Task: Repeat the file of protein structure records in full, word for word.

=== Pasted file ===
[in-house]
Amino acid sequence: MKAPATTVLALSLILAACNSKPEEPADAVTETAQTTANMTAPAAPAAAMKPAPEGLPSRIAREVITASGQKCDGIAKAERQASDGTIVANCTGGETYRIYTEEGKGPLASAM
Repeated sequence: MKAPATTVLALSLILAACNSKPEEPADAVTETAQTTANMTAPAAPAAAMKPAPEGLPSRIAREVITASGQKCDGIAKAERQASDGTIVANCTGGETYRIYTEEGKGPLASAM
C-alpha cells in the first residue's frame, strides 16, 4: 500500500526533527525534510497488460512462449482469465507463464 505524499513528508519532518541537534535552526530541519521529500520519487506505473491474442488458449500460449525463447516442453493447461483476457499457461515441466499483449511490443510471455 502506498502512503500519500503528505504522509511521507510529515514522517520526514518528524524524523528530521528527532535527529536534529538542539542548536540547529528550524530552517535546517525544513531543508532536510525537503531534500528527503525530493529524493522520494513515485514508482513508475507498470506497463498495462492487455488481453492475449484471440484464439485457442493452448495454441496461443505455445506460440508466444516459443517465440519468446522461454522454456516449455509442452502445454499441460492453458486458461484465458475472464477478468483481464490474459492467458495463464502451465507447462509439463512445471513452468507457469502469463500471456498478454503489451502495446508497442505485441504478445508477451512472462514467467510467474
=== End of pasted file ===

[in-house]
Amino acid sequence: MKAPATTVLALSLILAACNSKPEEPADAVTETAQTTANMTAPAAPAAAMKPAPEGLPSRIAREVITASGQKCDGIAKAERQASDGTIVANCTGGETYRIYTEEGKGPLASAM
Repeated sequence: MKAPATTVLALSLILAACNSKPEEPADAVTETAQTTANMTAPAAPAAAMKPAPEGLPSRIAREVITASGQKCDGIAKAERQASDGTIVANCTGGETYRIYTEEGKGPLASAM
C-alpha cells in the first residue's frame, strides 16, 4: 500500500526533527525534510497488460512462449482469465507463464 505524499513528508519532518541537534535552526530541519521529500520519487506505473491474442488458449500460449525463447516442453493447461483476457499457461515441466499483449511490443510471455 502506498502512503500519500503528505504522509511521507510529515514522517520526514518528524524524523528530521528527532535527529536534529538542539542548536540547529528550524530552517535546517525544513531543508532536510525537503531534500528527503525530493529524493522520494513515485514508482513508475507498470506497463498495462492487455488481453492475449484471440484464439485457442493452448495454441496461443505455445506460440508466444516459443517465440519468446522461454522454456516449455509442452502445454499441460492453458486458461484465458475472464477478468483481464490474459492467458495463464502451465507447462509439463512445471513452468507457469502469463500471456498478454503489451502495446508497442505485441504478445508477451512472462514467467510467474